The average Joe would glance at the crust-covered lid of an old paint can and see a piece of trash. Artist Sílvia Franco Santos sees a canvas. The Portuguese illustrator, designer and drawing teacher recycles metal caps to create works of art.

Bird portrait inside a bottle cap
A profile of a bird is scratched inside a bottle cap. (Photo: Sílvia Franco Santos)

Santos has always used jar lids to mix paint and ink, as she disliked seeing them tossed in the trash.

"I remember seeing the beautiful marks left on the lid surface, especially when using china ink. One day I tried to scratch it with an art knife and discovered that it was actually a great medium to explore. Since then many friends and family have been gathering lids for me. Besides jar lids, I also work with cigarette boxes, tuna cans, cookie jars and almost any metal trash I can find in my kitchen," she tells MNN.

Sílvia Franco Santos' grandmother
Etched into this bottle cap is a portrait of artist Sílvia Franco Santos' grandmother. (Photo: Sílvia Franco Santos)

Santos has scratched portraits of famous people and anonymous people alike. This portrait is of her grandmother, for example. "I think with any art form, we can clearly see the difference when we are portraying someone we love and miss. I believe artists are addicted to emotions, for good and bad," she says.

But sometimes she doesn't know her subjects at all. "I choose who to represent by searching for real videos of people facing different situations. I try to capture the feeling of a particularly intense moment expressed in the face of an anonymous person, especially women. It is really scary to be able to find so much material on the internet," says Santos.

Bottle cap art
Santos says each cap takes about 2 to 3 hours to finish. (Photo: Sílvia Franco Santos)

Santos calls her process "very simple." She prepares the ink and lets the lids dry for a week. After that they are ready to be scratched. Depending on the subject and form, she says it usually takes two to three hours to complete a piece. When she's done, she varnishes it.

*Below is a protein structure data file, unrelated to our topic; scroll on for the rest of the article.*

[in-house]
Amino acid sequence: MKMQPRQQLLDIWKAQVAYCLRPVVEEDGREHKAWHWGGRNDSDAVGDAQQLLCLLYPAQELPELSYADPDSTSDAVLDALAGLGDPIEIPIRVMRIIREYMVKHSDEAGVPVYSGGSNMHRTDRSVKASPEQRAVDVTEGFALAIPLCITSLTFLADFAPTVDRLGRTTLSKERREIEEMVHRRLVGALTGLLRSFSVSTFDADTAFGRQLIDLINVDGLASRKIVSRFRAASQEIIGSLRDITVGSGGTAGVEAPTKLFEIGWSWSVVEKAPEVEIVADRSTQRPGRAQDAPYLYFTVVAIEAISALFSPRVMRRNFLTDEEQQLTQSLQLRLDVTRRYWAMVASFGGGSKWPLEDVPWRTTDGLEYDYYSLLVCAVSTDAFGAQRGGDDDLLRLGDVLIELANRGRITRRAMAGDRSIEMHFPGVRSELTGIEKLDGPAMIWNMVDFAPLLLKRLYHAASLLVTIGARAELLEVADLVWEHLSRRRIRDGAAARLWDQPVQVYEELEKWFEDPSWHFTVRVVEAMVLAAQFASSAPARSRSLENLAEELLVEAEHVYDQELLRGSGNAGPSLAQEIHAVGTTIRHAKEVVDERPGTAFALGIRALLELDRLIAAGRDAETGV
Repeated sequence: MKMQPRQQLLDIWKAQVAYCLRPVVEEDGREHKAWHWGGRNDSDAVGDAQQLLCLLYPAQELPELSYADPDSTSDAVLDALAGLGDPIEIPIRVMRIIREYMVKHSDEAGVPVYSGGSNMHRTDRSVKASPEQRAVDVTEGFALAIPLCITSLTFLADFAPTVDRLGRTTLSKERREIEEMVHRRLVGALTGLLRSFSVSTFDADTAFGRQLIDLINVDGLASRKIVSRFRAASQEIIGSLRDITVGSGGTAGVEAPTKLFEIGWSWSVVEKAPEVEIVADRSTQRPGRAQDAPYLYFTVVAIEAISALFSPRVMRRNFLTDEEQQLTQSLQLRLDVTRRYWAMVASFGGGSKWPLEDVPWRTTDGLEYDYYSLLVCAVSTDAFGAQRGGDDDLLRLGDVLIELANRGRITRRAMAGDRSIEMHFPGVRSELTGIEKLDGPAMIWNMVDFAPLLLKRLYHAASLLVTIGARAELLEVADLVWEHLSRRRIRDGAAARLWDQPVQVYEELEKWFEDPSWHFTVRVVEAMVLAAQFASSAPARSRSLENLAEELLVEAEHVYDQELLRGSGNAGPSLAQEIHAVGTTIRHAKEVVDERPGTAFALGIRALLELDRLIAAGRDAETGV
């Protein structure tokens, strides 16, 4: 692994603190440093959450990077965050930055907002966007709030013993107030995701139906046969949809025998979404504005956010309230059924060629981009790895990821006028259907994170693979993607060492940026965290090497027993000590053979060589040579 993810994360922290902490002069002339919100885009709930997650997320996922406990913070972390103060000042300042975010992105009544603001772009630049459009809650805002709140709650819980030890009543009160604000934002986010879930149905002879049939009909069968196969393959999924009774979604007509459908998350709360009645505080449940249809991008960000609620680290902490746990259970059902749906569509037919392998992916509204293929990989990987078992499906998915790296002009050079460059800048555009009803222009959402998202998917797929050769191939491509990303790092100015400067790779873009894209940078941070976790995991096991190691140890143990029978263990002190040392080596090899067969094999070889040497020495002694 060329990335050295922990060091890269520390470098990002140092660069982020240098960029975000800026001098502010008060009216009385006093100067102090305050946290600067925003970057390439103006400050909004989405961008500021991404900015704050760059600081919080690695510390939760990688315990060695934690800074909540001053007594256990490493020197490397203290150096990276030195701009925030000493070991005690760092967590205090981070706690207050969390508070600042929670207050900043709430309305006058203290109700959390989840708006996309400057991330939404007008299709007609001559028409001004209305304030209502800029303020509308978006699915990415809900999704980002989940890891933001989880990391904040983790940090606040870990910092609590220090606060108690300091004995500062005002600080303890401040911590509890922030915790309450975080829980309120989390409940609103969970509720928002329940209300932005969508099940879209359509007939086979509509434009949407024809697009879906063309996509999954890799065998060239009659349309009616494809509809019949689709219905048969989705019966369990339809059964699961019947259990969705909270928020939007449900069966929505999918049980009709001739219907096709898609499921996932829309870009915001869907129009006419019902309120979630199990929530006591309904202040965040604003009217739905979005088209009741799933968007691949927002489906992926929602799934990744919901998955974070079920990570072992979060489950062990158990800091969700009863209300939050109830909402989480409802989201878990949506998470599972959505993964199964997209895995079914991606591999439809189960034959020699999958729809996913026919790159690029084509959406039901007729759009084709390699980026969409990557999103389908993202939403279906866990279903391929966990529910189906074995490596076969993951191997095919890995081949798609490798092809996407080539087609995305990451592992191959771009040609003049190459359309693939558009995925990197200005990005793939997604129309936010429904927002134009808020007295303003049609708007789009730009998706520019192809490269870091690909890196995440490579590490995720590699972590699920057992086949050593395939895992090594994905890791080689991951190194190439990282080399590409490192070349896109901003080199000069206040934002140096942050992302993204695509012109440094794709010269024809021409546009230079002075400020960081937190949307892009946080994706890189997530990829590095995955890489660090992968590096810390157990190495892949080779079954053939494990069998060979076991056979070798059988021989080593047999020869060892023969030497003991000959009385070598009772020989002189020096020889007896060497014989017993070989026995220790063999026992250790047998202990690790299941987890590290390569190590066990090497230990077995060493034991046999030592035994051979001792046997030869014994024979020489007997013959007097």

"I am very fond of the scratchboard technique and I find the process almost like a primitive approach of engraving. I believe it’s a very rewarding practice because the results are immediate and the marks are always amazing to observe," Santos says.

Portrait of Mahatma Gandhi
Portrait of Mahatma Gandhi (Photo: Sílvia Franco Santos)

She cites Australian painter Gustav Klimt and Norwegian painter Edvard Munch as her artistic inspirations, saying Munch's "intensity and amazing expression will always be a reference to me."

"When I began this project, I started to look for other artists who worked with the same materials I do," she says. "I found this incredible artist El Anatsui. He uses many different metal pieces to create these beautiful drapery sculptures."

'Judgement' by Sílvia Franco Santos
'Judgement' by Sílvia Franco Santos (Photo: Sílvia Franco Santos)

While Santos claims she doesn't have a favorite among her treasure trove of work, she's especially connected to one particular piece she's been working on since the beginning of this journey.

"I haven’t exhibited it yet, so I will just say that I am trying to link spiritual beliefs to different emotional states of several women. I want to make people feel the reality in their expressions. It is somehow an inventory of opposite sensations and transformation cycles: from sorrow and disconnection to rapture and bliss, from acceptance to pain, and so on," she reveals.

Sílvia Franco Santos with some of her artwork
Sílvia Franco Santos poses with some of her artwork. (Photo: Sílvia Franco Santos)

A teacher in the truest sense of the word, Santos feels that when her students discover a way to express themselves through drawing, it's "one of the most enlightening ways to reach self-knowledge and personal fulfillment. Everyone should be able to discover their own way of creating or doing something that allows them to be in a state of experiencing flow and happiness," she says.